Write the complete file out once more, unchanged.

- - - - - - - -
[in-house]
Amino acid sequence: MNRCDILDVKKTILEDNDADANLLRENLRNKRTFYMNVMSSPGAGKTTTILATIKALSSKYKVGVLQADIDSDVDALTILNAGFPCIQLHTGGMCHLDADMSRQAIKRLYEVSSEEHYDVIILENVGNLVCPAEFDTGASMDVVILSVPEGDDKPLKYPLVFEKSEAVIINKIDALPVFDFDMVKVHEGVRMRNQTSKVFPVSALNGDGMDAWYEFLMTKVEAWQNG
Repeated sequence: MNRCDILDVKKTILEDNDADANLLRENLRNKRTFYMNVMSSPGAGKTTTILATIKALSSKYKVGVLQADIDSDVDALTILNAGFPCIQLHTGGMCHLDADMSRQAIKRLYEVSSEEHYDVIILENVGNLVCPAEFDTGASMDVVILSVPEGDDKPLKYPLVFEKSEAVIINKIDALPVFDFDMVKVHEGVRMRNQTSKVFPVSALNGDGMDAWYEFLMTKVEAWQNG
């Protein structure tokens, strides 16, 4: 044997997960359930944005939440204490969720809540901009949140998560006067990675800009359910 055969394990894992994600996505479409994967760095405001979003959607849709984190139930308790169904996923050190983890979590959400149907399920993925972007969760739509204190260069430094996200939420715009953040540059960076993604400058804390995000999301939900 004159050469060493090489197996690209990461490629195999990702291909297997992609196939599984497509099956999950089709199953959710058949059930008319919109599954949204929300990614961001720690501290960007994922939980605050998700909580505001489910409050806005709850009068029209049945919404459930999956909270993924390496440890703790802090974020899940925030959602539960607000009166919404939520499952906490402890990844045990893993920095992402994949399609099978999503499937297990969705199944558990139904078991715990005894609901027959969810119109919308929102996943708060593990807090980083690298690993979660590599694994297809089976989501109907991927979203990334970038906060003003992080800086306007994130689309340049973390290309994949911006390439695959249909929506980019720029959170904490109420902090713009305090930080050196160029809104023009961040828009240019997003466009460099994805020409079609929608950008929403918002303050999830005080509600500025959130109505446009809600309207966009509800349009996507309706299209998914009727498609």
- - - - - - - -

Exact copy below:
[in-house]
Amino acid sequence: MNRCDILDVKKTILEDNDADANLLRENLRNKRTFYMNVMSSPGAGKTTTILATIKALSSKYKVGVLQADIDSDVDALTILNAGFPCIQLHTGGMCHLDADMSRQAIKRLYEVSSEEHYDVIILENVGNLVCPAEFDTGASMDVVILSVPEGDDKPLKYPLVFEKSEAVIINKIDALPVFDFDMVKVHEGVRMRNQTSKVFPVSALNGDGMDAWYEFLMTKVEAWQNG
Repeated sequence: MNRCDILDVKKTILEDNDADANLLRENLRNKRTFYMNVMSSPGAGKTTTILATIKALSSKYKVGVLQADIDSDVDALTILNAGFPCIQLHTGGMCHLDADMSRQAIKRLYEVSSEEHYDVIILENVGNLVCPAEFDTGASMDVVILSVPEGDDKPLKYPLVFEKSEAVIINKIDALPVFDFDMVKVHEGVRMRNQTSKVFPVSALNGDGMDAWYEFLMTKVEAWQNG
């Protein structure tokens, strides 16, 4: 044997997960359930944005939440204490969720809540901009949140998560006067990675800009359910 055969394990894992994600996505479409994967760095405001979003959607849709984190139930308790169904996923050190983890979590959400149907399920993925972007969760739509204190260069430094996200939420715009953040540059960076993604400058804390995000999301939900 004159050469060493090489197996690209990461490629195999990702291909297997992609196939599984497509099956999950089709199953959710058949059930008319919109599954949204929300990614961001720690501290960007994922939980605050998700909580505001489910409050806005709850009068029209049945919404459930999956909270993924390496440890703790802090974020899940925030959602539960607000009166919404939520499952906490402890990844045990893993920095992402994949399609099978999503499937297990969705199944558990139904078991715990005894609901027959969810119109919308929102996943708060593990807090980083690298690993979660590599694994297809089976989501109907991927979203990334970038906060003003992080800086306007994130689309340049973390290309994949911006390439695959249909929506980019720029959170904490109420902090713009305090930080050196160029809104023009961040828009240019997003466009460099994805020409079609929608950008929403918002303050999830005080509600500025959130109505446009809600309207966009509800349009996507309706299209998914009727498609």